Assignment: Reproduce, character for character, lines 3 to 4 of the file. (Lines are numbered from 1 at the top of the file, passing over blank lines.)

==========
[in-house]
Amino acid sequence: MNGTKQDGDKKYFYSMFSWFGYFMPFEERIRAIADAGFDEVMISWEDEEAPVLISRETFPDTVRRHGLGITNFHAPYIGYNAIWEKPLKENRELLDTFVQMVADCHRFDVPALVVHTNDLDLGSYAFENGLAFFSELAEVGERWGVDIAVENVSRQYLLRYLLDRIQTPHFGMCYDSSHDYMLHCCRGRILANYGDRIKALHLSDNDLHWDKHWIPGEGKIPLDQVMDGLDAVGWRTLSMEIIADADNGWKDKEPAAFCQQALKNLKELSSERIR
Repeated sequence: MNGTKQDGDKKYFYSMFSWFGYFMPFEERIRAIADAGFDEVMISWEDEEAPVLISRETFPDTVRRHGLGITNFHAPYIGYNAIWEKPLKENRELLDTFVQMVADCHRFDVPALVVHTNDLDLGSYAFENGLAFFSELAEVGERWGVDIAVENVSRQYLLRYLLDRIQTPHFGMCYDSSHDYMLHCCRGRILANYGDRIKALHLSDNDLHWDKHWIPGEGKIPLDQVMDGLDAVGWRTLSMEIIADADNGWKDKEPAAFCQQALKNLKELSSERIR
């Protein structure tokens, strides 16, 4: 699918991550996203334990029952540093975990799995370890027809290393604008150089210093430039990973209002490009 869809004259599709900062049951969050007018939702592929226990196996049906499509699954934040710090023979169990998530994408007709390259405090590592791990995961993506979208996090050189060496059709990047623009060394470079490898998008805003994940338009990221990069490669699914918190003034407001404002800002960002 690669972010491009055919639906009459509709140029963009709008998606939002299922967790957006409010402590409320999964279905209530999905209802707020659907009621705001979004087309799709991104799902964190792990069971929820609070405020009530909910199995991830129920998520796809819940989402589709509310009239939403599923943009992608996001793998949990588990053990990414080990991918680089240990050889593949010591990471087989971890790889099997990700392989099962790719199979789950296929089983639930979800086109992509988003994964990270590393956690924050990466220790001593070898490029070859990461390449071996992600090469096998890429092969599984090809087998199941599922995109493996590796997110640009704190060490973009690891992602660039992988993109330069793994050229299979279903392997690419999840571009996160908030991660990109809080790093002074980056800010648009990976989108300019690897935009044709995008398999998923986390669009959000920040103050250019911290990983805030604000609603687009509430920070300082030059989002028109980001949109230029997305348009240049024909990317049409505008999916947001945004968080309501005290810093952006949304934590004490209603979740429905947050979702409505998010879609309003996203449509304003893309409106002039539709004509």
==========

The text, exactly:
Repeated sequence: MNGTKQDGDKKYFYSMFSWFGYFMPFEERIRAIADAGFDEVMISWEDEEAPVLISRETFPDTVRRHGLGITNFHAPYIGYNAIWEKPLKENRELLDTFVQMVADCHRFDVPALVVHTNDLDLGSYAFENGLAFFSELAEVGERWGVDIAVENVSRQYLLRYLLDRIQTPHFGMCYDSSHDYMLHCCRGRILANYGDRIKALHLSDNDLHWDKHWIPGEGKIPLDQVMDGLDAVGWRTLSMEIIADADNGWKDKEPAAFCQQALKNLKELSSERIR
């Protein structure tokens, strides 16, 4: 699918991550996203334990029952540093975990799995370890027809290393604008150089210093430039990973209002490009 869809004259599709900062049951969050007018939702592929226990196996049906499509699954934040710090023979169990998530994408007709390259405090590592791990995961993506979208996090050189060496059709990047623009060394470079490898998008805003994940338009990221990069490669699914918190003034407001404002800002960002 690669972010491009055919639906009459509709140029963009709008998606939002299922967790957006409010402590409320999964279905209530999905209802707020659907009621705001979004087309799709991104799902964190792990069971929820609070405020009530909910199995991830129920998520796809819940989402589709509310009239939403599923943009992608996001793998949990588990053990990414080990991918680089240990050889593949010591990471087989971890790889099997990700392989099962790719199979789950296929089983639930979800086109992509988003994964990270590393956690924050990466220790001593070898490029070859990461390449071996992600090469096998890429092969599984090809087998199941599922995109493996590796997110640009704190060490973009690891992602660039992988993109330069793994050229299979279903392997690419999840571009996160908030991660990109809080790093002074980056800010648009990976989108300019690897935009044709995008398999998923986390669009959000920040103050250019911290990983805030604000609603687009509430920070300082030059989002028109980001949109230029997305348009240049024909990317049409505008999916947001945004968080309501005290810093952006949304934590004490209603979740429905947050979702409505998010879609309003996203449509304003893309409106002039539709004509």